• The Bosnian Serbs reject the new peace plan. The international community is now left without a new initiative.

• In Mostar the administration of the European Union is established.
• Because of the Bosnian Serbs's rejection of the peace plan, U.S. Secretary of State Warren Christopher, says: "We hope that the Russians put pressure on the Serbs to accept the peace plan."

• The Bosnian Serbs close the "blue routes" around Sarajevo.

• NATO is ready to provide air support to UN troops. The Bosnian Serb Army attacks a UN convoy on Mount Igman.

• Geneva: The Contact Group brings sanctions, but no military intervention.
• Sarajevo: A tram comes under sniper attack. Passengers wounded. Tram traffic suspend. UN soldiers return fire from an APC and thus stop the sniper fire.


Cold weather and the arrival of winter brought about new arrangements in the apartments. Chimney outlets were opened even in houses with central heating. From the basements and from the attics, from friends are acquaintances, old stoves were brought. Boiler-rooms are not working. In the absence of chimneys, people fix extra flues and stick them out of their windows. Flues are lurking on streets, smoking. Cooking still continues on the balconies, among empty flower-pots, housewives stirring the fire with newspapers. The basic stove is a tin one - furuna, made by craftsmen on Bascarsija or even by self-taught masters. Material and imagination define the form, size and the purpose (for coffee, cooking, or heating). Furuna are being sold on several markets, but only for DMs. But the major problem is fuel. You cannot buy wood or coal.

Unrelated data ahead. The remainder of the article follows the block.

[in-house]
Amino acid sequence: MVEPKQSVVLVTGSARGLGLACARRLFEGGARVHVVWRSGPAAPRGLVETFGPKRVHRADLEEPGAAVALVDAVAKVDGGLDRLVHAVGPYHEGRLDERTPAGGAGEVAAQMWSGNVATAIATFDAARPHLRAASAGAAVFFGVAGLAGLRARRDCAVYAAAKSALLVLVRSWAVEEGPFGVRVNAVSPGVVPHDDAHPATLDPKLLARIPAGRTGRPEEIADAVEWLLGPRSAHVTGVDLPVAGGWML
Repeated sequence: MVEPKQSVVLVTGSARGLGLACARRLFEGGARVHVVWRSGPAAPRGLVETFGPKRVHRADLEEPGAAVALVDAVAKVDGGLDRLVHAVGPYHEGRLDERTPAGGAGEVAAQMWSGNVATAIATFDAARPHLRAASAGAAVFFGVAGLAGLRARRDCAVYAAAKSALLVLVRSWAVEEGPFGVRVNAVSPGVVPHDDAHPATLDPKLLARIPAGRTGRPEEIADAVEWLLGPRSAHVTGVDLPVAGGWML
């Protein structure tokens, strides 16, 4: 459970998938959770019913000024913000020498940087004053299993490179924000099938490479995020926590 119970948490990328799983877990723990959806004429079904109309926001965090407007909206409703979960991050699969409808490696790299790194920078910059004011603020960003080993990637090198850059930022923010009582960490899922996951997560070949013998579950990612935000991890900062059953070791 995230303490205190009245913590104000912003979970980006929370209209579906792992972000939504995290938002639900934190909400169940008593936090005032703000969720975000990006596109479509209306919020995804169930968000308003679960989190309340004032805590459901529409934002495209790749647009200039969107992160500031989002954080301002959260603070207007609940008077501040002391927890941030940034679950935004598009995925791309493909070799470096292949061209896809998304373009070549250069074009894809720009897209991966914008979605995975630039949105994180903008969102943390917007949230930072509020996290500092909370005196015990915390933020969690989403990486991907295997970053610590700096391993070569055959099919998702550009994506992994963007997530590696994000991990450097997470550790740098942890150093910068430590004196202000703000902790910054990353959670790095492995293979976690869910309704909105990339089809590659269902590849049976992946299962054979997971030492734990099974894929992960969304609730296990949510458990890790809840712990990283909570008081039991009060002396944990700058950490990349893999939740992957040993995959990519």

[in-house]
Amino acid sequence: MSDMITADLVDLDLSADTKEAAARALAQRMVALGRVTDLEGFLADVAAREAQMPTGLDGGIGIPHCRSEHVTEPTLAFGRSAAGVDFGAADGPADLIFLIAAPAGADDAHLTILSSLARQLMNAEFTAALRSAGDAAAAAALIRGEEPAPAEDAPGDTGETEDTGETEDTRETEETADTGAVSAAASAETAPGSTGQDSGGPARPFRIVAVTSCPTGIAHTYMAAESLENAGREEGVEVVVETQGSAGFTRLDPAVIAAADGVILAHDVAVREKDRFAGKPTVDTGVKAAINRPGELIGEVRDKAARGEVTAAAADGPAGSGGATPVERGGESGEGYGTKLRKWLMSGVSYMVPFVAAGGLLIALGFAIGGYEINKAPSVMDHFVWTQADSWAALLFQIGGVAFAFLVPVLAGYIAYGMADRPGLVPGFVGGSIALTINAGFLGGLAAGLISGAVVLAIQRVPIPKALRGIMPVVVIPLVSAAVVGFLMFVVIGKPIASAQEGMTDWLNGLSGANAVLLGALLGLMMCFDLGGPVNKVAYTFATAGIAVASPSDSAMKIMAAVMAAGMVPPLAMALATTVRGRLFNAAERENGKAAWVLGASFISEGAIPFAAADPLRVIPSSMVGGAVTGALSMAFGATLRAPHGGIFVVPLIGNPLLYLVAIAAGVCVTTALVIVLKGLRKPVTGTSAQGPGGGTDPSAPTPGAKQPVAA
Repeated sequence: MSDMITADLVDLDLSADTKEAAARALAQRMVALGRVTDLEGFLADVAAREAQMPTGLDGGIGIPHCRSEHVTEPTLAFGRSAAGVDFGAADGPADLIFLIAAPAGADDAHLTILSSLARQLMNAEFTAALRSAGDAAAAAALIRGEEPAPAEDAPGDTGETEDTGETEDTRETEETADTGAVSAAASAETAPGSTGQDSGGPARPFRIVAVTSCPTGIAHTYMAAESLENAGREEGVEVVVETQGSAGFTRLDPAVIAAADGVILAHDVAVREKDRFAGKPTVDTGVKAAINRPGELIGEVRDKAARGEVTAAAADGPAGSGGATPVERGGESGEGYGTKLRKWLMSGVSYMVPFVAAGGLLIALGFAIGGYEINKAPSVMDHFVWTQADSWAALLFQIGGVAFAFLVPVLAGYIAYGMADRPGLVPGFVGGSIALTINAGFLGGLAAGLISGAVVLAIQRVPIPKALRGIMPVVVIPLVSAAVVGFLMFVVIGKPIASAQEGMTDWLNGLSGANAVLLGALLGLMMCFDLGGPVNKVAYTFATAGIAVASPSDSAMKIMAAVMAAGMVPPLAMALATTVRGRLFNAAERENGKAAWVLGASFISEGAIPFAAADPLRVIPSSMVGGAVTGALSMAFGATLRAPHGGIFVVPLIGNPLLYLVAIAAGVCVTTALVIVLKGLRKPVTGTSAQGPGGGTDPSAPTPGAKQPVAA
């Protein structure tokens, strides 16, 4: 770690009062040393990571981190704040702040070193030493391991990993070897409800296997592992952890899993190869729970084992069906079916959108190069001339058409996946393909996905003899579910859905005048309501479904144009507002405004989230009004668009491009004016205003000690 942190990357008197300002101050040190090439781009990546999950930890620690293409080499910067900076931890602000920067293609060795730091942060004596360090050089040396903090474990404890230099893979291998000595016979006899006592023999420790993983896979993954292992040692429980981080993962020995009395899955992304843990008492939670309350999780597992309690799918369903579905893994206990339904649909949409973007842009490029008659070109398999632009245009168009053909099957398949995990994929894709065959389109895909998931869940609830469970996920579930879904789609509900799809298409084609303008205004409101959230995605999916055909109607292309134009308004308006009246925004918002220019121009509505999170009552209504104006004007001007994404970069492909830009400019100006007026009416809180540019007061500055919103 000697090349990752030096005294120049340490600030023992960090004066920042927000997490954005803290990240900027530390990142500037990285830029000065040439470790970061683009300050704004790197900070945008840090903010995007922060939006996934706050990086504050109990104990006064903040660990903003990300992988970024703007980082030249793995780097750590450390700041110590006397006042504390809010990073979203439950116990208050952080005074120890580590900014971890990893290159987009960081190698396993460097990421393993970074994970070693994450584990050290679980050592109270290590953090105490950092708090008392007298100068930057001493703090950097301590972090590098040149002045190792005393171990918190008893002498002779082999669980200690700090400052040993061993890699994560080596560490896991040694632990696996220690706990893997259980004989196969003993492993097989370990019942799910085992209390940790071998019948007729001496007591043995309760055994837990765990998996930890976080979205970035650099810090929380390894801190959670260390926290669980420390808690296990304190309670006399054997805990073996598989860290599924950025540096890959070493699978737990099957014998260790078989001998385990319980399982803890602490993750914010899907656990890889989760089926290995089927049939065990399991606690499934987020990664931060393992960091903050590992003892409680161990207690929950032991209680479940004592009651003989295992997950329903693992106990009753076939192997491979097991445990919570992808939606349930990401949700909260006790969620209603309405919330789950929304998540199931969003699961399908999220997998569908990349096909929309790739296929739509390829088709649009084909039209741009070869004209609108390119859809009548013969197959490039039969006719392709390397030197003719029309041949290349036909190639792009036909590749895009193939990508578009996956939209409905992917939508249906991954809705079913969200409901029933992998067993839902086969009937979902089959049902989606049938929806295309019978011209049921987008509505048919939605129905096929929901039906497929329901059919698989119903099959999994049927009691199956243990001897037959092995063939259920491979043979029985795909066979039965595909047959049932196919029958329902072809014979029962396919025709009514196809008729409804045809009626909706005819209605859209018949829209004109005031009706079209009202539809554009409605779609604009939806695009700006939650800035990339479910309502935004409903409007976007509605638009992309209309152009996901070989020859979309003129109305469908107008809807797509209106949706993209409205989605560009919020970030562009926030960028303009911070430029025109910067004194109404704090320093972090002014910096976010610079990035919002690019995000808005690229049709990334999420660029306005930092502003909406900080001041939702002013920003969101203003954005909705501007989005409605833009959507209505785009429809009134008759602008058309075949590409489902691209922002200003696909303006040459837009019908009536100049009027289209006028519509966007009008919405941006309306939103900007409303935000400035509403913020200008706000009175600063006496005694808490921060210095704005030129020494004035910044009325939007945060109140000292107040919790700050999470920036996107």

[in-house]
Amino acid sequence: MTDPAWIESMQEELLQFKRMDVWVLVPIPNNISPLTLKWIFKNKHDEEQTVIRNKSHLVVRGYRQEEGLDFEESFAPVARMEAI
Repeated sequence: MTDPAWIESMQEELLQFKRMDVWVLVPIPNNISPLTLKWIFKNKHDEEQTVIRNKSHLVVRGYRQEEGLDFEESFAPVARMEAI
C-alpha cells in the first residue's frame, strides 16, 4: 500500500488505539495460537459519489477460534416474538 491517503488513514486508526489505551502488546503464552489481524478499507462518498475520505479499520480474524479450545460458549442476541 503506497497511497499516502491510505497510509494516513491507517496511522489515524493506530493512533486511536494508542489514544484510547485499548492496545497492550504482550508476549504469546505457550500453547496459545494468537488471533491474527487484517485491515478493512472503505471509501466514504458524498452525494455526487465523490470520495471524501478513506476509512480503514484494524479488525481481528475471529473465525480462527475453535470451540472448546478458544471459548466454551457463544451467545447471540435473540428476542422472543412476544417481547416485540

During the first summer, all dry benches, trees and wooden material were collected. This fall, parks, alleys, courtyard and cemetery trees started to fall birches, poplars, ash-trees, plane-trees, plum- trees, apple-trees, cherry-trees, pear-trees, all the way down to brushwood. Wooden backs of benches in parks were taken away, frames and doors of ruined apartments, handrails from the hallways, shelves from abandoned stores and kiosks, wooden stools and bars from restaurants, even the crosses and pyramids from the cemeteries. All bombed houses and barracks were dismantled with enviable speed. But fuel is still scarce. Those who were wise took scrap wood from their garages early in the summer. Now paper versions are being manufactured. Plastic bags, a part of US lunch packages - a leftover from the Persian Gulf War - can heat five liters of water... UNHCR supplied the city with a numerous but not sufficient thermal foils for windows. On every window, from the outside, one can read their name: UNHCR - they are the owners of our lives. November temperatures were very nice. Meteorologists have informed us they were very high, by comparison with times no one remembers any more: about 9 degrees C (Centigrade) in the apartment. It was warmer to take a walk then to sit inside. Fortunately, everyone can get warm while searching for water and wood.